COUNTY OF ALBEMARLE

 

EXECUTIVE SUMMARY

 

 

AGENDA TITLE:

Overlot Grading

 

SUBJECT/PROPOSAL/REQUEST:

Report on committee recommendation for overlot grading

 

 

STAFF CONTACT(S):

Tucker, Foley, Davis, Graham

 

 

LEGAL REVIEW:   Yes

 

AGENDA DATE:

January 4, 2006

 

ACTION:     X                           INFORMATION:   

 

CONSENT AGENDA:

  ACTION:                                INFORMATION:   

 

ATTACHMENTS:      Yes

 

 

REVIEWED BY:

 

 

 


 

BACKGROUND:

In April of 2005, the County adopted amendments to the Subdivision Ordinance.  One of the proposed amendments that was not adopted was new provisions to regulate lot grading.   In recognition of concerns expressed by the building community over the lot grading provisions, staff advised the Board that a working group of staff and building community representatives could work on these provisions to see if consensus was possible.  The Board agreed with this proposal and Supervisor Wyant agreed to represent the Board on this working group.   While the recommendation was scheduled to be brought back to the Board in July 2005, the work required more time.  The proposal before you today represents the compromise reached between the development community and staff with Mr. Wyant’s assistance. 

 

 

STRATEGIC PLAN:

Enhance the Quality of Life for all Albemarle County Citizens

 

 

DISCUSSION:

In discussing this recommendation, it is important to recognize both what it does, and what it does not do.  This recommendation does not implement the recommendations of the Neighborhood Model principle of “Site Planning that Respects Terrain” or address any aesthetic quality of design.  It does address the long standing County issues of drainage across lots, stabilizing slopes, and safe and convenient access to property.   Of these three issues, only the drainage across lots is a new issue.  Stabilizing slopes and “Safe and Convenient Access” are both existing County requirements and the efforts of the committee were focused on agreeing to formalizing expectations.  Formalizing the expectations reduces the uncertainty for the builder/developer and expedites the approval process.  That language is included in Attachment A.   These changes are administrative policy and as proposed, do not require ordinance amendments.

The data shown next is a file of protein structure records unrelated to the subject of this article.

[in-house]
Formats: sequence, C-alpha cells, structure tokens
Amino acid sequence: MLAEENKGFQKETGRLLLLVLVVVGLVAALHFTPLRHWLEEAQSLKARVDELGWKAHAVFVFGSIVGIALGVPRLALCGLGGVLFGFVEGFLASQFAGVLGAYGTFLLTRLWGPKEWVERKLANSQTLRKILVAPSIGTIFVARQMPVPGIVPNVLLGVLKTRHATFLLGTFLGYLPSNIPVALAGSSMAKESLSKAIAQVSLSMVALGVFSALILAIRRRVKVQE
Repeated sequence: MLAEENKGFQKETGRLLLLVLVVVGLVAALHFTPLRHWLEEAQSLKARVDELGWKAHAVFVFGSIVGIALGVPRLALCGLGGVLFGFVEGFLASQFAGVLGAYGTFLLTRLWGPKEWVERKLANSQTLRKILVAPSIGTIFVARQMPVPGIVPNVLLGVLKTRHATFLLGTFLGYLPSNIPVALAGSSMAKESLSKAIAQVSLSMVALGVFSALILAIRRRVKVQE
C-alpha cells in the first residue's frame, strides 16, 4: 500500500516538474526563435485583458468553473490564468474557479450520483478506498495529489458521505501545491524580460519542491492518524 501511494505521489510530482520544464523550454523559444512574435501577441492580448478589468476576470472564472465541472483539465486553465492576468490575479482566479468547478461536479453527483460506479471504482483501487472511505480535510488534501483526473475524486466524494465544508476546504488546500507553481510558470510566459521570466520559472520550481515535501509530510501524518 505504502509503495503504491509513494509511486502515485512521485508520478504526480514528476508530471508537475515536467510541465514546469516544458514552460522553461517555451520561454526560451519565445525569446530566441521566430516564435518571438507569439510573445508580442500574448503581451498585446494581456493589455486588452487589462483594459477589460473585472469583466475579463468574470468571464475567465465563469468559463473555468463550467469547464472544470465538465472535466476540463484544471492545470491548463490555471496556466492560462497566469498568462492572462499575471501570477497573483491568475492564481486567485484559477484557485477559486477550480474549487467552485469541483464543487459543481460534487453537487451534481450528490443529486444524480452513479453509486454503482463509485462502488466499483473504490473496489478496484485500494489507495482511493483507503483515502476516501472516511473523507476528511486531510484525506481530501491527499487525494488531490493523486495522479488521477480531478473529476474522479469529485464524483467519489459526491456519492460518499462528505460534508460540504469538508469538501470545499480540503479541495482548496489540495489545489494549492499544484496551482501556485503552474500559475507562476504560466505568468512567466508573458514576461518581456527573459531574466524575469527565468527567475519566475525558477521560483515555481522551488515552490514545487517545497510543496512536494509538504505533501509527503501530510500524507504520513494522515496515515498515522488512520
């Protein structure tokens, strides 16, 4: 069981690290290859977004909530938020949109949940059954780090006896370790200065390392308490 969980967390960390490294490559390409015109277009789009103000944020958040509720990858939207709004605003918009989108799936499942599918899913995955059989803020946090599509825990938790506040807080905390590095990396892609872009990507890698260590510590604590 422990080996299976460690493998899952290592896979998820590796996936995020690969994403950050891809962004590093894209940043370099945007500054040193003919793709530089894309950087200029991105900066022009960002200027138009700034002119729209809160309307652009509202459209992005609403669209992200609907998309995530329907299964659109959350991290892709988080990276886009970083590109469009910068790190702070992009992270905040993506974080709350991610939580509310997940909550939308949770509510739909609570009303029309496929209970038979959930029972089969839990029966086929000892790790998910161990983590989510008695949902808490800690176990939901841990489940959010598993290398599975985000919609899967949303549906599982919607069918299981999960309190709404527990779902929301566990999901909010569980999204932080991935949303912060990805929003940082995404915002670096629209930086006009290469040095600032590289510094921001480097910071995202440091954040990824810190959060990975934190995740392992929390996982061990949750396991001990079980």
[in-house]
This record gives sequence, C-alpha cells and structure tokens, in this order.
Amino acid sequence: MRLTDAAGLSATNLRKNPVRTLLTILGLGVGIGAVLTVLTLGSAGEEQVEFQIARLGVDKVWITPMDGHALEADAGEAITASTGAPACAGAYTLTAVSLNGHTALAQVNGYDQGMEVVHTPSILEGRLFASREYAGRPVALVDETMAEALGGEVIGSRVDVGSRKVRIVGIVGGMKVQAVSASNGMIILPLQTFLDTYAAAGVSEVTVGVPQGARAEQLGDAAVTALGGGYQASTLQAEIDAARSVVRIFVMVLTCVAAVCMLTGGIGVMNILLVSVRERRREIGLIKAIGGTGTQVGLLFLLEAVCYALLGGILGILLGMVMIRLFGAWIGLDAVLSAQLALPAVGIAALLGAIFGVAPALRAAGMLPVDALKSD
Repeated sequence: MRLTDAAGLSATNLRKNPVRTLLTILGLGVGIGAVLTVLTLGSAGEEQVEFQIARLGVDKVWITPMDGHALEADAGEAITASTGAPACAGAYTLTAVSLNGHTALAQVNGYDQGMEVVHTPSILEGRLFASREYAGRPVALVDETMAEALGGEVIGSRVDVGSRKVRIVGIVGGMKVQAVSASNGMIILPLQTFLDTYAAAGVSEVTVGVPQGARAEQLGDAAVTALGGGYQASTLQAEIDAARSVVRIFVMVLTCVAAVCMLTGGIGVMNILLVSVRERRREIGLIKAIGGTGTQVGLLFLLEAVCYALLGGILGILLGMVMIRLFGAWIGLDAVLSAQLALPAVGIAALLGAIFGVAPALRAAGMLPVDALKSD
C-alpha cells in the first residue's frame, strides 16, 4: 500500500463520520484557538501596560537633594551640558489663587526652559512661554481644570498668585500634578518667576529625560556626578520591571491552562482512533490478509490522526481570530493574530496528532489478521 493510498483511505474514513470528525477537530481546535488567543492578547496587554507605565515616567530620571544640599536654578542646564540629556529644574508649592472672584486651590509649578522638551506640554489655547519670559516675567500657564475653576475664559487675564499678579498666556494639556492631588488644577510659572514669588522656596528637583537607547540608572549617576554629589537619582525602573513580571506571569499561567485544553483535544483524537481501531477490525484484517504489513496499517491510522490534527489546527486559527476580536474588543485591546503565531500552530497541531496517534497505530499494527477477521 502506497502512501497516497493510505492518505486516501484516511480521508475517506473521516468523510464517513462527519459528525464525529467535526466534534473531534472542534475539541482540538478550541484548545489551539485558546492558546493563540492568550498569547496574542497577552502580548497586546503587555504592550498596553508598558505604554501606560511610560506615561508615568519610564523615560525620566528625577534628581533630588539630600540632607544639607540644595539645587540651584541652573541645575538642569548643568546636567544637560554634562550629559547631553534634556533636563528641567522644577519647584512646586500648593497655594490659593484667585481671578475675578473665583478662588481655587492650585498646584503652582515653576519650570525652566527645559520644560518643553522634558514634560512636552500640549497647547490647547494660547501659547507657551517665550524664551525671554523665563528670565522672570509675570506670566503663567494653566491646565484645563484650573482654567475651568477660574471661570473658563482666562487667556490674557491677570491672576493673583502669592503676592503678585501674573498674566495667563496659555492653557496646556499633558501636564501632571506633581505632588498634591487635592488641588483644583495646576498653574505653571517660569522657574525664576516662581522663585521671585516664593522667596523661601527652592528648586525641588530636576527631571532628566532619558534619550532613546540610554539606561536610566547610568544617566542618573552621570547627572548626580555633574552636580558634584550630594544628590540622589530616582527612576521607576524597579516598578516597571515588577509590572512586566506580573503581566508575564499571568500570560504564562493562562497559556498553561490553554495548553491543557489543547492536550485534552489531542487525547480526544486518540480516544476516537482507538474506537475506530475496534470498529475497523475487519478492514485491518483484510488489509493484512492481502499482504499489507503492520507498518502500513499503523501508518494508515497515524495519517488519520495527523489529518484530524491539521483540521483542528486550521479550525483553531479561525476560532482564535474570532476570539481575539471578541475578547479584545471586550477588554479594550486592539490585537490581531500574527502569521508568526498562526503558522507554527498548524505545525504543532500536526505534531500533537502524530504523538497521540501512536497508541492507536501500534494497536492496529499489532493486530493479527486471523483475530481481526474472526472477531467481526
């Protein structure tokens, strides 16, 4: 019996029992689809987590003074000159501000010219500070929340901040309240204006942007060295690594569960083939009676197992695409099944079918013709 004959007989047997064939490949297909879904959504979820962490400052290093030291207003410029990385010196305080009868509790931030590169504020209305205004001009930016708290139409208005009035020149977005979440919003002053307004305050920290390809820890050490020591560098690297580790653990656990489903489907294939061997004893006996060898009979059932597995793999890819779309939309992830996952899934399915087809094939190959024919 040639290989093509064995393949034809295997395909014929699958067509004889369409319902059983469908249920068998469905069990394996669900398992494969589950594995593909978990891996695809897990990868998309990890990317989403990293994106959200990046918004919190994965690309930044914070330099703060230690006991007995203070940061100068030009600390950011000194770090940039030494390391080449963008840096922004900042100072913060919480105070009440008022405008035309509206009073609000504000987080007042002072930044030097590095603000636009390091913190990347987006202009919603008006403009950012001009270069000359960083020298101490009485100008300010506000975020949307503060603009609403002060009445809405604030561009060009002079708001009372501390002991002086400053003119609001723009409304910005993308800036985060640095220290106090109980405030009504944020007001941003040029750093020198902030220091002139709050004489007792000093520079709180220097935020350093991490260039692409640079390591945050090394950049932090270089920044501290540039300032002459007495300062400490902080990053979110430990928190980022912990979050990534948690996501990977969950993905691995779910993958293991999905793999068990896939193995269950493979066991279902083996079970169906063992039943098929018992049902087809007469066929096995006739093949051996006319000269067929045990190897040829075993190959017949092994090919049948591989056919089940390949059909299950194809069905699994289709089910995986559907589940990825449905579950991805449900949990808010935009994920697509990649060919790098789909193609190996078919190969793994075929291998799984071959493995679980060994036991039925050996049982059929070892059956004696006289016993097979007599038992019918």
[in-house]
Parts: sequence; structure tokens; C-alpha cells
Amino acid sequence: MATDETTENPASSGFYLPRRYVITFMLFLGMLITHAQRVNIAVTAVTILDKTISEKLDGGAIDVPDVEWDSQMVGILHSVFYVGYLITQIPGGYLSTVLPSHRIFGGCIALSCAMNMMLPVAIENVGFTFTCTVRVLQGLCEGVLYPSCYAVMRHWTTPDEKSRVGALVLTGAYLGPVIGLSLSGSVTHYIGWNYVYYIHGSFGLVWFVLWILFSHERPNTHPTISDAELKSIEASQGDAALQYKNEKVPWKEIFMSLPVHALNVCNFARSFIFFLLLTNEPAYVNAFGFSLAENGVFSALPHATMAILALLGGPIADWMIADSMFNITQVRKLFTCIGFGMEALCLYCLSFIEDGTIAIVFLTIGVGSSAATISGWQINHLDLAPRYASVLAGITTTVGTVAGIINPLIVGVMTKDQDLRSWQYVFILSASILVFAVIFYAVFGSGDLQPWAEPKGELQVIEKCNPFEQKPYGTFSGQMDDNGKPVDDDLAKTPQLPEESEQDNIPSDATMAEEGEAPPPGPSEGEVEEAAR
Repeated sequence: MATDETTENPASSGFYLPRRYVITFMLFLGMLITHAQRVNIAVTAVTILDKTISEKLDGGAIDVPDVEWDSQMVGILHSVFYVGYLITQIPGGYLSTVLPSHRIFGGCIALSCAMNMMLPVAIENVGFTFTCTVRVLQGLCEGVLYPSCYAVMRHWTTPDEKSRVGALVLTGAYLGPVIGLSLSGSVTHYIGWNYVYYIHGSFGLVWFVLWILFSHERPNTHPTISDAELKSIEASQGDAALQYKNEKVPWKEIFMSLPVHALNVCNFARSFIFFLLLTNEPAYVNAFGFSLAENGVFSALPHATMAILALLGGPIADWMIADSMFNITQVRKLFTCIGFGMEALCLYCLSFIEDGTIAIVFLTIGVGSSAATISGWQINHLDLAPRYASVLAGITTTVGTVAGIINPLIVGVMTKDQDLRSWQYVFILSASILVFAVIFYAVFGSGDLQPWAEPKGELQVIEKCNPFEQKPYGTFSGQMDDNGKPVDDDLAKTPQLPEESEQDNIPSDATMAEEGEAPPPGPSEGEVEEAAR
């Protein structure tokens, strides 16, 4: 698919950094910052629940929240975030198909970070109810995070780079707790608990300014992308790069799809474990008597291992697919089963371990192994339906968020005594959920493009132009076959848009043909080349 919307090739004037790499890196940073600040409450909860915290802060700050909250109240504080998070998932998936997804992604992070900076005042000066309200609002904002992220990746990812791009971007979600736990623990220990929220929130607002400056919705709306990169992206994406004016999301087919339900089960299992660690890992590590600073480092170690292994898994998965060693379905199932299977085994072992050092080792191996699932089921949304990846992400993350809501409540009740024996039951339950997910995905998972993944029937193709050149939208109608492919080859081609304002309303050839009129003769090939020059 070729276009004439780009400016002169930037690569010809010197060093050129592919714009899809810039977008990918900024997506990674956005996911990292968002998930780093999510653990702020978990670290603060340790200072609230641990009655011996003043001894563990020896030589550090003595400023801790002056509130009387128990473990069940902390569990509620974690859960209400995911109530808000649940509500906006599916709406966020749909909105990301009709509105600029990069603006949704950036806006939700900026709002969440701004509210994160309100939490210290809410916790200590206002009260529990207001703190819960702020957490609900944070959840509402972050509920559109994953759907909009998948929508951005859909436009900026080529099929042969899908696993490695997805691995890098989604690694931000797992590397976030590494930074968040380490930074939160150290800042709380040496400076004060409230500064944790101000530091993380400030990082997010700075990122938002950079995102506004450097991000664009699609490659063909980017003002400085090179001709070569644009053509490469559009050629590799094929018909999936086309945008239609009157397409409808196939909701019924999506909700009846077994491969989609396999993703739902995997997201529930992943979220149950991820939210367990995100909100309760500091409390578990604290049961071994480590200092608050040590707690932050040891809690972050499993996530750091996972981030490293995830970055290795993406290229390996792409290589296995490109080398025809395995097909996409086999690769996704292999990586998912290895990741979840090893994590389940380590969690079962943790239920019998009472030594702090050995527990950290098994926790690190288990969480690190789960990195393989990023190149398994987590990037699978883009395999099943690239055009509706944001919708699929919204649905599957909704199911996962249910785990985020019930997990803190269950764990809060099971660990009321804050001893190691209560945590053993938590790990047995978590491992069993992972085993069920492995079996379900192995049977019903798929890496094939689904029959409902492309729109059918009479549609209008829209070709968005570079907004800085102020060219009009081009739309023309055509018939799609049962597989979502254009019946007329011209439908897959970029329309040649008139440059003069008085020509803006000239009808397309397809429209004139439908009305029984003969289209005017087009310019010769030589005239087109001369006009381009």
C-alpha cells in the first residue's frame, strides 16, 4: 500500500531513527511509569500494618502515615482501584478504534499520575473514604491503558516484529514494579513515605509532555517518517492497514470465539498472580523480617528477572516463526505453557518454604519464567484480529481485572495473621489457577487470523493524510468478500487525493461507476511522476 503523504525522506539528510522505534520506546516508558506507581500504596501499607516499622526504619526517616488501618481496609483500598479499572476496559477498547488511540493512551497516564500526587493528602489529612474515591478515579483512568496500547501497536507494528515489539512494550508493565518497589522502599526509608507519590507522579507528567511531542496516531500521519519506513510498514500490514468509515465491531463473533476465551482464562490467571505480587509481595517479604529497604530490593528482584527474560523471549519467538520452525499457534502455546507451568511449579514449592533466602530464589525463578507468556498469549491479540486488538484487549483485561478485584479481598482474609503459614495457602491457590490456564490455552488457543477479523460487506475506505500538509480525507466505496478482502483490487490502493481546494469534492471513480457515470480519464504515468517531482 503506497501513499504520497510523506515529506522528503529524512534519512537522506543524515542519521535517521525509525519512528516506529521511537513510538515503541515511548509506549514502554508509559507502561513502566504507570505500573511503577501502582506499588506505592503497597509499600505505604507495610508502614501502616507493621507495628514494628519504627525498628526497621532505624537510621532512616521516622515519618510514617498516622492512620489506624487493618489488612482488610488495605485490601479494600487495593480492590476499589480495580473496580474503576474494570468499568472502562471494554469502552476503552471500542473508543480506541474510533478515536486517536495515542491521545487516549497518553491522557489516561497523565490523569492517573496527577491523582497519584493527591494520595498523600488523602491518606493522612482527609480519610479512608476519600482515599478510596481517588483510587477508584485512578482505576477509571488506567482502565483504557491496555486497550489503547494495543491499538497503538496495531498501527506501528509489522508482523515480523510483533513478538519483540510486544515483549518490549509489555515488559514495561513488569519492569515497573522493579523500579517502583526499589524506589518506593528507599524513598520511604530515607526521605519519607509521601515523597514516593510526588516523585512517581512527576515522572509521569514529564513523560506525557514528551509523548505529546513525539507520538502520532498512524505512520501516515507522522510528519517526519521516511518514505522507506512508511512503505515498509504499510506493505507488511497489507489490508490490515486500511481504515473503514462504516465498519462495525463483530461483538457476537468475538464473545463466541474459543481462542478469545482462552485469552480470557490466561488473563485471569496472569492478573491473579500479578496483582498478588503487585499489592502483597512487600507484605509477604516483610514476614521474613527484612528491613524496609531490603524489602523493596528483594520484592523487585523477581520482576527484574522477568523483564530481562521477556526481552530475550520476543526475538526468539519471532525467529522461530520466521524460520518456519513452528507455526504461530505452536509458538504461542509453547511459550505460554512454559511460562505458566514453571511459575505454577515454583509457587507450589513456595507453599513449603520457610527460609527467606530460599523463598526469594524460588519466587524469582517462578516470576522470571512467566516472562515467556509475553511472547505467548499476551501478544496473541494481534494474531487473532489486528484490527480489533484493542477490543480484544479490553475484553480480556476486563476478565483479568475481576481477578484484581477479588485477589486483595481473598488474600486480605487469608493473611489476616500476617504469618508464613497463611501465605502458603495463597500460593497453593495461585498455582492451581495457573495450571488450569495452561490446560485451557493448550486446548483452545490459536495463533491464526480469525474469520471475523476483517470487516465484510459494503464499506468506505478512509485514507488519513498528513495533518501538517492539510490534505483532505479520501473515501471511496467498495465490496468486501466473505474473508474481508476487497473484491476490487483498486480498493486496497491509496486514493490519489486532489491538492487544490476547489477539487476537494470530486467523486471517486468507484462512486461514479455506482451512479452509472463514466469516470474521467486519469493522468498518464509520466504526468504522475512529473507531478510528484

With regard to lot drainage, the County has experienced numerous complaints from homeowners over the years and the emphasis of this section focused on addressing the reasons for those complaints.  That recommendation is included in Attachment B.  This provision eliminates large open ditches on the smaller residential lots and assures drainage ways are created such that dwellings should not flood.  Perhaps the most important part of this recommendation is that it effectively defines when the County will get involved in drainage complaints and when the County will consider the drainage complaint a private matter for homeowners to resolve.  If a future complaint relates to what the County approves with the grading plan, the Board should anticipate there is an expectation that the County will provide some assurance to that part of the drainage. Conversely, if the drainage complaint relates to things not considered as part of this grading plan, staff would presume this to be a private matter.  Through this approach the County would have a role in assuring that new lots are graded to prevent the flooding of new homes.  Before approving a house for occupancy, County staff would verify that the grading plan was followed.  The County’s role is not anticipated to extend to drainage modifications made by homeowners through home improvements such as fences, planting beds, and grading changes.   

 

 

BUDGET IMPACT:

The grading plans are intended to reduce future County expenditures by assuring that proper grading is in place.  This should reduce the number of drainage complaints the County responds to on an annual basis and result in a long-term

reduction in drainage expenses for the County.  There are front-end expenses for the review of grading plans.  It is estimated this will affect reviews of approximately 15-20 subdivisions per year, with each grading plan requiring approximately 1 day of staff time to complete.  That is roughly equivalent to 1/12 of a FTE.  However, it is anticipated this additional review time will be offset by a reduction in time spent on drainage complaints.  

 

 

RECOMMENDATIONS:

If the Board finds these provisions acceptable, staff will bring forward a resolution of intent to amend the subdivision, zoning, and water protection ordinances to include requirements for the drainage grading plan.  In addition, staff will use the attached description of safe and convenient access as an administrative policy for guidance.

 

 

ATTACHMENTS

Attachment A – Safe and Convenient Access

Attachment B – Overlot Grading and Drainage

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